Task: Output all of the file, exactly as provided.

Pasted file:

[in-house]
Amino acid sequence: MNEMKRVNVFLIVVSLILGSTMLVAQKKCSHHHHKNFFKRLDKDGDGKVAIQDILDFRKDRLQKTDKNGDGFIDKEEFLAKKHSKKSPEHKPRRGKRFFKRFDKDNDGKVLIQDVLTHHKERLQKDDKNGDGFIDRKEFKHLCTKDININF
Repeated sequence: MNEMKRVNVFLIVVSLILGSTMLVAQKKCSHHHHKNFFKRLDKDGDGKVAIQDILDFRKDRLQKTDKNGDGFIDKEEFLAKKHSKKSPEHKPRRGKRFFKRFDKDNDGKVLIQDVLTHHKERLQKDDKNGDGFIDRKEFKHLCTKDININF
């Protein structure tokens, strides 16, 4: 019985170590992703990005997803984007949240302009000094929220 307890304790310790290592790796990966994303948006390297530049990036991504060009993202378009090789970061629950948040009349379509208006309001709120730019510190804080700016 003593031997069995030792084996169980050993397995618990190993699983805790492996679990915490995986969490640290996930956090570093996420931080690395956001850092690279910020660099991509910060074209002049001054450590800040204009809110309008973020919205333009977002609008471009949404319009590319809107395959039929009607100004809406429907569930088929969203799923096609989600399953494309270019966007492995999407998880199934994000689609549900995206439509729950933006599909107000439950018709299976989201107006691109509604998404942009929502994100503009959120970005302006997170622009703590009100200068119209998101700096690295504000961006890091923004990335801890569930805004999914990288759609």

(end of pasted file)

[in-house]
Amino acid sequence: MNEMKRVNVFLIVVSLILGSTMLVAQKKCSHHHHKNFFKRLDKDGDGKVAIQDILDFRKDRLQKTDKNGDGFIDKEEFLAKKHSKKSPEHKPRRGKRFFKRFDKDNDGKVLIQDVLTHHKERLQKDDKNGDGFIDRKEFKHLCTKDININF
Repeated sequence: MNEMKRVNVFLIVVSLILGSTMLVAQKKCSHHHHKNFFKRLDKDGDGKVAIQDILDFRKDRLQKTDKNGDGFIDKEEFLAKKHSKKSPEHKPRRGKRFFKRFDKDNDGKVLIQDVLTHHKERLQKDDKNGDGFIDRKEFKHLCTKDININF
């Protein structure tokens, strides 16, 4: 019985170590992703990005997803984007949240302009000094929220 307890304790310790290592790796990966994303948006390297530049990036991504060009993202378009090789970061629950948040009349379509208006309001709120730019510190804080700016 003593031997069995030792084996169980050993397995618990190993699983805790492996679990915490995986969490640290996930956090570093996420931080690395956001850092690279910020660099991509910060074209002049001054450590800040204009809110309008973020919205333009977002609008471009949404319009590319809107395959039929009607100004809406429907569930088929969203799923096609989600399953494309270019966007492995999407998880199934994000689609549900995206439509729950933006599909107000439950018709299976989201107006691109509604998404942009929502994100503009959120970005302006997170622009703590009100200068119209998101700096690295504000961006890091923004990335801890569930805004999914990288759609």